Iowa is 4-6, the Hawkeyes have lost four straight games, and Iowa closes the season at No. 23 Michigan and against No. 16 Nebraska.
“Nobody is going to throw us a life raft or anything like that,” Iowa coach Kirk Ferentz said.
Its hard to find someone outside of the football complex that thinks Iowa will win the final two games and be bowl-eligible.
In fact, it might be a hard sell inside football complex, too.
“Look at the first half, even parts of the second … I don’t know what it was,” senior defensive tackle Steve Bigach said. “Everybody feels the same way. When you invest in something, put everything you’ve got into it and you lose, its gut-wrenching.
“We’ve got to play better, we’ve got to do better, and we’ve got to stop talking and just do it.”
The Hawkeyes have fallen apart. They rank among the worst teams in the country on both sides of the ball.
And they are losing despite leading the Big Ten in turnovers (plus-11).
“It’s tough,” sophomore receiver Kevonte Martin-Manley said. “Everyone is down. No one is talking. It’s an atmosphere you don’t want to be a part of.”
While the loss to Central Michigan was a warning sign, things were looking up after Iowa beat Minnesota and Michigan State to open Big Ten play.
“It’s not like this has just been a dog crap team,” Ferentz said. “You don’t want to paint that picture, I’m not buying that.”
There are breakdowns all over the place for these Hawkeyes. But a few stand out.
1. No running. The running game has gone away. Iowa averaged 154.7 yards per game on the ground over the first six games. They’ve averaged 63.8 since.
“Our plan was the same as it always is, really,” junior guard Connor Boffeli said. “We want to be physical up front and establish the run.”
Left tackle Brandon Scherff and Andrew Donnal went down with season-ending injuries against Penn State.
Running back Mark Weisman has only carried the ball 14 times the last four weeks because of injury.
When the running game doesn’t work, the Iowa offense doesn’t work.
“We’re not as stout right now as we’ve been in the past,” Ferentz said. “We’re going to play with the guys that we have and try to get better.”
2. Defensive breakdown. The Iowa defense was leading the way to a 4-2 start.
After six games, Iowa ranked 21st nationally in scoring defense (17.2 points per game) and 19th in total defense (317.2 yards per game).
Then Penn State shredded Iowa for 504 yards. Northwestern for 433, Indiana for 473, and Purdue for 490. That’s 475.0 yards per game.
“When we came out today, they were tougher than us,” senior cornerback Micah Hyde said Saturday. “They ran the ball down our throat. We were missing tackles. They were more physical. We missed assignments.”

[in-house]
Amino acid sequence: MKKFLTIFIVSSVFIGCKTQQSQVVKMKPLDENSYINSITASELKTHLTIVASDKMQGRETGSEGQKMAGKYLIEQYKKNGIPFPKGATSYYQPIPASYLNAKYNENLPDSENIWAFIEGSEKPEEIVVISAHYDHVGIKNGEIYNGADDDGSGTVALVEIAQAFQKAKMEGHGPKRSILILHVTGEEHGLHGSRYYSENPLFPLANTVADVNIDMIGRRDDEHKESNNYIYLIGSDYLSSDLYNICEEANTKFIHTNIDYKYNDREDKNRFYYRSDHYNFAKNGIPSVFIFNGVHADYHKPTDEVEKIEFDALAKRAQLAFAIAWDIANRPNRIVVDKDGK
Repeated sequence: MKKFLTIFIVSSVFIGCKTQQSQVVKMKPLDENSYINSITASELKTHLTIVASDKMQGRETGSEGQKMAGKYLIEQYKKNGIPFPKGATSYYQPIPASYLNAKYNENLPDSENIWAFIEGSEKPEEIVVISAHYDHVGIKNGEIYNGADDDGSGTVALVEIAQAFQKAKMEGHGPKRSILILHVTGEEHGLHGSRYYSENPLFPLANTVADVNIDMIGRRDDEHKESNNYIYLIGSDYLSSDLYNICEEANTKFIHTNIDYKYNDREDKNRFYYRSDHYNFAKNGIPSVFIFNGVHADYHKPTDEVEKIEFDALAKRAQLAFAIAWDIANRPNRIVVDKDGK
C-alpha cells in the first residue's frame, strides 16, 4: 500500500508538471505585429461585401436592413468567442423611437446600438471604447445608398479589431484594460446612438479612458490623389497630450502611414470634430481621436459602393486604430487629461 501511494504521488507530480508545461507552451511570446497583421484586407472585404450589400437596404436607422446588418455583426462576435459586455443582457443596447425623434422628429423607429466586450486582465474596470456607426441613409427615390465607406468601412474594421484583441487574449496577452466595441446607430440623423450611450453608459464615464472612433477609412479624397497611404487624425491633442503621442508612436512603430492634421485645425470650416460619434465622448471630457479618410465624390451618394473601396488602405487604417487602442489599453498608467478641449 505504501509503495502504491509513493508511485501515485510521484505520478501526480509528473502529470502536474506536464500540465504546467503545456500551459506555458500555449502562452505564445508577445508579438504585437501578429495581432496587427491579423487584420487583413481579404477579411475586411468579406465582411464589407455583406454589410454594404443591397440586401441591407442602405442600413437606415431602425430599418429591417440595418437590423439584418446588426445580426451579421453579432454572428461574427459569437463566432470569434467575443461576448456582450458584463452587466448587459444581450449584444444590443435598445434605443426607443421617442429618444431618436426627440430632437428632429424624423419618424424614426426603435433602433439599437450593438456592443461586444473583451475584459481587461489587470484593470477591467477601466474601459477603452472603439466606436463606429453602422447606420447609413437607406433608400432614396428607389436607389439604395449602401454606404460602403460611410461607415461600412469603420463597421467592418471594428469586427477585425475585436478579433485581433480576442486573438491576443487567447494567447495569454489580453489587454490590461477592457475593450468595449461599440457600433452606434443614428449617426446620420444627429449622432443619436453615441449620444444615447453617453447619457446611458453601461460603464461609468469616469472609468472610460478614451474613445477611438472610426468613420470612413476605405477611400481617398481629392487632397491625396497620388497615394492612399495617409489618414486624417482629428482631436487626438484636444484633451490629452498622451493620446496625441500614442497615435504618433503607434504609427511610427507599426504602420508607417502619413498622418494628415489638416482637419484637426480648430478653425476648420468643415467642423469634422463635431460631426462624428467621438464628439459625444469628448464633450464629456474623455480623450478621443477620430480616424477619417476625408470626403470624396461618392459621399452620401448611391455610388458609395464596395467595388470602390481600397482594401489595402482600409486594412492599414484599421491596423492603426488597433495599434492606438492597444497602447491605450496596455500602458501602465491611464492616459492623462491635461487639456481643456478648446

While there may be Hawkeyes playing dinged up, there haven’t been big injuries on the defensive side of the ball.
The opposition the last four weeks has just spread Iowa out and picked at the weak spots. The fast-paced offenses don’t give the Hawkeyes a chance to catch their breath.
“You’re not going to win if you don’t block the point of attack on offense and if you don’t tackle on defense,” Bigach said. “It’s a simple game. But it’s damn hard to do it.”
3. Is it James Vandenberg? He might be a good hunter, but he is struggling in the pocket this season. His 107.2 quarterback rating is 114th in the country.
The five quarterbacks rated lower than him … their teams have a combined record of 9-40.
Misery loves company and a truism seems to be that you can’t win with a malfunctioning quarterback.
“Play calling has got something to do with everything, but I think our execution — I’m going off 13-plus years here — that’s typically what it usually comes down to after games, it’s usually what it comes down to on Sautrdays,” Ferentz said.
However, it is worth noting Vandenberg threw for 3,022 yards as a junior with 25 touchdowns to 7 interceptions. He ranked 42nd in the country with a quarterback rating of 138.4.
So has Vandenberg regressed or is the new offense or lack of playmakers stifling his ability?
“At some point, enough’s enough,” Vandenberg said. “We’ve got to start making plays.”
Many fans are looking towards2013, wondering how the Hawkeyes can steer out of this skid.
“From here, the only direction is up,” junior defensive end Dominic Alvis said. “People are going to talk about dividing us, but we are capable of being a good team. We just have to prove it.
“Two games left. It’s not like they are going to give it to anybody. We’ve got to earn it.”
Category: Iowa Hawkeyes Football